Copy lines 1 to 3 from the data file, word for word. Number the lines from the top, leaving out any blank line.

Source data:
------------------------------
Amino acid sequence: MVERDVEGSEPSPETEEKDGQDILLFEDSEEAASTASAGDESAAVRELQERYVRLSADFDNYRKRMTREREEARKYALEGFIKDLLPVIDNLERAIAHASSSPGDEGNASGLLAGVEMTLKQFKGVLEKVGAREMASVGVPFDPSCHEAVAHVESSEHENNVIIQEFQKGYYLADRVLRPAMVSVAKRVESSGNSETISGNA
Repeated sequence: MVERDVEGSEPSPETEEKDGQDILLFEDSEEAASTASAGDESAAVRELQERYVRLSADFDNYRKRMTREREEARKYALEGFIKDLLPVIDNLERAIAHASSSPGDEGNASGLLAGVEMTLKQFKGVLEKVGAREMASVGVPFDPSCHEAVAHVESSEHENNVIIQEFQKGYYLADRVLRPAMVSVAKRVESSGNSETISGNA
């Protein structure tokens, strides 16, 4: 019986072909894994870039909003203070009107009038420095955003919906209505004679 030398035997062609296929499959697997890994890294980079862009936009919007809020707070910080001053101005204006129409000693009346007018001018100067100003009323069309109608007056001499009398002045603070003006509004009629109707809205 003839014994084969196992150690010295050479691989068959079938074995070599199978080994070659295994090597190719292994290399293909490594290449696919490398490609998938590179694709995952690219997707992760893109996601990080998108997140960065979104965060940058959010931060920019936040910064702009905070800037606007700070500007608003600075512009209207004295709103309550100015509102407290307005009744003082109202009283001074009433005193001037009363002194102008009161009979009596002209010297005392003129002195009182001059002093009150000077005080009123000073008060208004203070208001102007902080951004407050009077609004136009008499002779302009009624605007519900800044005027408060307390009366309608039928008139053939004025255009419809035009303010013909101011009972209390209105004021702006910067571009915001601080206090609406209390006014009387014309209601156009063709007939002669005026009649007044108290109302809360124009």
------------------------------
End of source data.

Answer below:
Amino acid sequence: MVERDVEGSEPSPETEEKDGQDILLFEDSEEAASTASAGDESAAVRELQERYVRLSADFDNYRKRMTREREEARKYALEGFIKDLLPVIDNLERAIAHASSSPGDEGNASGLLAGVEMTLKQFKGVLEKVGAREMASVGVPFDPSCHEAVAHVESSEHENNVIIQEFQKGYYLADRVLRPAMVSVAKRVESSGNSETISGNA
Repeated sequence: MVERDVEGSEPSPETEEKDGQDILLFEDSEEAASTASAGDESAAVRELQERYVRLSADFDNYRKRMTREREEARKYALEGFIKDLLPVIDNLERAIAHASSSPGDEGNASGLLAGVEMTLKQFKGVLEKVGAREMASVGVPFDPSCHEAVAHVESSEHENNVIIQEFQKGYYLADRVLRPAMVSVAKRVESSGNSETISGNA
């Protein structure tokens, strides 16, 4: 019986072909894994870039909003203070009107009038420095955003919906209505004679 030398035997062609296929499959697997890994890294980079862009936009919007809020707070910080001053101005204006129409000693009346007018001018100067100003009323069309109608007056001499009398002045603070003006509004009629109707809205 003839014994084969196992150690010295050479691989068959079938074995070599199978080994070659295994090597190719292994290399293909490594290449696919490398490609998938590179694709995952690219997707992760893109996601990080998108997140960065979104965060940058959010931060920019936040910064702009905070800037606007700070500007608003600075512009209207004295709103309550100015509102407290307005009744003082109202009283001074009433005193001037009363002194102008009161009979009596002209010297005392003129002195009182001059002093009150000077005080009123000073008060208004203070208001102007902080951004407050009077609004136009008499002779302009009624605007519900800044005027408060307390009366309608039928008139053939004025255009419809035009303010013909101011009972209390209105004021702006910067571009915001601080206090609406209390006014009387014309209601156009063709007939002669005026009649007044108290109302809360124009």